6. Query the SPIE conference representatives?  I think that was how I got started last time.  A mentor or collaborator would be nice.
7. Build the the 51 NOR gate board.
8. Simulate 1D CA in Cedar.
9. Work on simulator in Scheme.

Thursday, December 1, 2011

Piano in Paris

Both a disappointment and an inspiration at the same time.  Ahh, dichotomy where would I be without you splitting me in two or three? (trichotomy?  Sure enough it has a Wikipedia entry. . .).  I met some wonderful musicians at Le Chat Noir and a restaurant  in Montmartre but was not able to secure playing time for myself.

 Musée de Montmartre which I thought would be a veritable fountain of Erik Satie information has almost no mention of him. . .hmmmm.  I have a theory it has to do with his love affair with Suzanne Valadon and her (afterwards the affair) husband's ownership of the the building that now houses Musée de Montmartre but that could just be the jet lag talking. . .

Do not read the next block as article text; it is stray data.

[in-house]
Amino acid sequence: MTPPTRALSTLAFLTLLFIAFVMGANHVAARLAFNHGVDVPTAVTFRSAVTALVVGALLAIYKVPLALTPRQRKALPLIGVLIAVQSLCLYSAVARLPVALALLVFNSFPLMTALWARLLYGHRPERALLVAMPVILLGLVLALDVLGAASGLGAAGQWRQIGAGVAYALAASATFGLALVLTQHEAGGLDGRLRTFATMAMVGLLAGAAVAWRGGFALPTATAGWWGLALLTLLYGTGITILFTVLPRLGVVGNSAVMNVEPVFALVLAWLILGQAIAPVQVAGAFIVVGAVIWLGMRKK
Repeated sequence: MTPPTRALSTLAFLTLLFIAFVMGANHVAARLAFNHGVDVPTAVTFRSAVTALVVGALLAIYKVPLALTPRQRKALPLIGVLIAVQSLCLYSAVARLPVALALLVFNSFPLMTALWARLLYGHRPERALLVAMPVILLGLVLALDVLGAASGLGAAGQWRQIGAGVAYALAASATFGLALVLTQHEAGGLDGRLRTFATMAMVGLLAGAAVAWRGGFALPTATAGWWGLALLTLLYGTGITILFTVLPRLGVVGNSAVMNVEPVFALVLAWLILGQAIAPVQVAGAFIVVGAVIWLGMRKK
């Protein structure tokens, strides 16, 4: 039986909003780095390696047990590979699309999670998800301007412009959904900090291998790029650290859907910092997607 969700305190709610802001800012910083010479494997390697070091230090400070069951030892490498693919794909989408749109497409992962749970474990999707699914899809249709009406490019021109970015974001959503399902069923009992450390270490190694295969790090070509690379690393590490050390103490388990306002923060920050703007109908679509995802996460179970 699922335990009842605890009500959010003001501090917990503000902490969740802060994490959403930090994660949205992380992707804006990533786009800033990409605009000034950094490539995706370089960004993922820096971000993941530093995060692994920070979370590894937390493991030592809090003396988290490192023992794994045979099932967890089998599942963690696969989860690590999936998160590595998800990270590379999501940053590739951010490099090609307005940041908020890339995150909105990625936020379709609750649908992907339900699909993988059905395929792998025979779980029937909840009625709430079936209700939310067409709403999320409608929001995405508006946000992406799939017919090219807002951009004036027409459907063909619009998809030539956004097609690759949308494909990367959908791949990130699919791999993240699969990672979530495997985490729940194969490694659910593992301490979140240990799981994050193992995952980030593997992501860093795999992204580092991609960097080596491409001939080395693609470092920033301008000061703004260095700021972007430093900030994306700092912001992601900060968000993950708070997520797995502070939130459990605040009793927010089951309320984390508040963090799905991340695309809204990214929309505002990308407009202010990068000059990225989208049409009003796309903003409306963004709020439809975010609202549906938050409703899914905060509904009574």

At any rate I think there is a interdisciplinary mail art project in there somewhere.  We'll see.

Return From Paris

Went to Paris on sort of whim and because off season is like 1/3 the normal price. The history of technology has been an inspiration to me since my grade school days and Lavoisier was calling me.  I was able on the trip's long flights and occasional sleepless nights to figure out how to make an edge triggered D flip flop from NOR gates only which is imperative for this project which does not allow capacitive coupling.

Also started accessing the SICP (Structure and Interpretation of Computer Programs) lectures and learning resources here:


If you have ever wondered "how" to program, rather than apply example code snippets and hack. This might be just the ticket.  It certainly has opened my eyes.  The video lectures are engaging and inspiring in that they specifically address using imagination as the starting point to programming.  Of course rigor follows but rigor informed by "wishful thinking."  Good stuff!